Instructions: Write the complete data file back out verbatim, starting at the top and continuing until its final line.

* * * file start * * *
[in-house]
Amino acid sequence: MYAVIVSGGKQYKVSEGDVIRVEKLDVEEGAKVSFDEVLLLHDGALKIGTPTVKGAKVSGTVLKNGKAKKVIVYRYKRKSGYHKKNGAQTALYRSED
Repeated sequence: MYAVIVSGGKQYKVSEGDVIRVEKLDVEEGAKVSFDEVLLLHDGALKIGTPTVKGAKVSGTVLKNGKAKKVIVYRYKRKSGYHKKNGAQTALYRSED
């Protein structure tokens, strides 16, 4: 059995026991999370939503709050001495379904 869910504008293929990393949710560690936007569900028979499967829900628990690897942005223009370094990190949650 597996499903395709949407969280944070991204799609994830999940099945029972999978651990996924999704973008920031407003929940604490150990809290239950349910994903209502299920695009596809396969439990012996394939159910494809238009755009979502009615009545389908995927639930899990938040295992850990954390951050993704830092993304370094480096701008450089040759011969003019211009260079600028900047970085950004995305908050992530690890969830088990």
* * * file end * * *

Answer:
[in-house]
Amino acid sequence: MYAVIVSGGKQYKVSEGDVIRVEKLDVEEGAKVSFDEVLLLHDGALKIGTPTVKGAKVSGTVLKNGKAKKVIVYRYKRKSGYHKKNGAQTALYRSED
Repeated sequence: MYAVIVSGGKQYKVSEGDVIRVEKLDVEEGAKVSFDEVLLLHDGALKIGTPTVKGAKVSGTVLKNGKAKKVIVYRYKRKSGYHKKNGAQTALYRSED
């Protein structure tokens, strides 16, 4: 059995026991999370939503709050001495379904 869910504008293929990393949710560690936007569900028979499967829900628990690897942005223009370094990190949650 597996499903395709949407969280944070991204799609994830999940099945029972999978651990996924999704973008920031407003929940604490150990809290239950349910994903209502299920695009596809396969439990012996394939159910494809238009755009979502009615009545389908995927639930899990938040295992850990954390951050993704830092993304370094480096701008450089040759011969003019211009260079600028900047970085950004995305908050992530690890969830088990």